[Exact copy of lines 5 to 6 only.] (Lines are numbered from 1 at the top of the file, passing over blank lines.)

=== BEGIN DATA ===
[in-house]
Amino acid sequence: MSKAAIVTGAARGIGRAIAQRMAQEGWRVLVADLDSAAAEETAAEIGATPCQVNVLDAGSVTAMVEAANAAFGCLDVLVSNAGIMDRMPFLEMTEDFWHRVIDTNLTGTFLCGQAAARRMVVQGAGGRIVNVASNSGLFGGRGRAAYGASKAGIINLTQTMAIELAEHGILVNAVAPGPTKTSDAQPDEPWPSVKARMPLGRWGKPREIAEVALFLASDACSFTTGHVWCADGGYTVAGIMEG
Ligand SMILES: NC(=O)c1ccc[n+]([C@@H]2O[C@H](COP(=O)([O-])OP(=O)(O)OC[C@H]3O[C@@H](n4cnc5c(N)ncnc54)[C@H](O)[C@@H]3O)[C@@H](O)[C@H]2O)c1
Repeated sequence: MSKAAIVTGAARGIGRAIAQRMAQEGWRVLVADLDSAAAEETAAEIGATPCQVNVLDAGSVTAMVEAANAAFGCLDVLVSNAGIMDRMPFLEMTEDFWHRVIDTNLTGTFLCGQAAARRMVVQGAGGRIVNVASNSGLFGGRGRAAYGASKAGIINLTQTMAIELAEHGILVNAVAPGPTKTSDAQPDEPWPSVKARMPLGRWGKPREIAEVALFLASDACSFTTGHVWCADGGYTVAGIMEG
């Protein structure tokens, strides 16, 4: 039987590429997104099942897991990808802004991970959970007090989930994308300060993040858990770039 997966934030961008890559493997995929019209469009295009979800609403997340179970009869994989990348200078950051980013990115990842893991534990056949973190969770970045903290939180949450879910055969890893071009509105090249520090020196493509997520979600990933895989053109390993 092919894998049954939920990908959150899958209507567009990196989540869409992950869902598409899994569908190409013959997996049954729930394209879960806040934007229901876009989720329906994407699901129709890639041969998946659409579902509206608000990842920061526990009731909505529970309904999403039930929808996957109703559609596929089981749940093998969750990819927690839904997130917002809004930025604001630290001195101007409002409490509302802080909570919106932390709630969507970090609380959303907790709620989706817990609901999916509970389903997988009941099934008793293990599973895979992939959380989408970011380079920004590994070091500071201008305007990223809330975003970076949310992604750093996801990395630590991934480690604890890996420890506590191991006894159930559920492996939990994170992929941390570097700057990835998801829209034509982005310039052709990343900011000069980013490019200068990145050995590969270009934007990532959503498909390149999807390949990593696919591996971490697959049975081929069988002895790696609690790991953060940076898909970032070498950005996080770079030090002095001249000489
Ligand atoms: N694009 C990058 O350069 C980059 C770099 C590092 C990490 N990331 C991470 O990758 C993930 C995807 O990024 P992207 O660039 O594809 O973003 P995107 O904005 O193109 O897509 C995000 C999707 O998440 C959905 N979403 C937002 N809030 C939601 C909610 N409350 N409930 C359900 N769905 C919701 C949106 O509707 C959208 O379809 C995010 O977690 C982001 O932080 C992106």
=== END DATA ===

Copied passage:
């Protein structure tokens, strides 16, 4: 039987590429997104099942897991990808802004991970959970007090989930994308300060993040858990770039 997966934030961008890559493997995929019209469009295009979800609403997340179970009869994989990348200078950051980013990115990842893991534990056949973190969770970045903290939180949450879910055969890893071009509105090249520090020196493509997520979600990933895989053109390993 092919894998049954939920990908959150899958209507567009990196989540869409992950869902598409899994569908190409013959997996049954729930394209879960806040934007229901876009989720329906994407699901129709890639041969998946659409579902509206608000990842920061526990009731909505529970309904999403039930929808996957109703559609596929089981749940093998969750990819927690839904997130917002809004930025604001630290001195101007409002409490509302802080909570919106932390709630969507970090609380959303907790709620989706817990609901999916509970389903997988009941099934008793293990599973895979992939959380989408970011380079920004590994070091500071201008305007990223809330975003970076949310992604750093996801990395630590991934480690604890890996420890506590191991006894159930559920492996939990994170992929941390570097700057990835998801829209034509982005310039052709990343900011000069980013490019200068990145050995590969270009934007990532959503498909390149999807390949990593696919591996971490697959049975081929069988002895790696609690790991953060940076898909970032070498950005996080770079030090002095001249000489
Ligand atoms: N694009 C990058 O350069 C980059 C770099 C590092 C990490 N990331 C991470 O990758 C993930 C995807 O990024 P992207 O660039 O594809 O973003 P995107 O904005 O193109 O897509 C995000 C999707 O998440 C959905 N979403 C937002 N809030 C939601 C909610 N409350 N409930 C359900 N769905 C919701 C949106 O509707 C959208 O379809 C995010 O977690 C982001 O932080 C992106």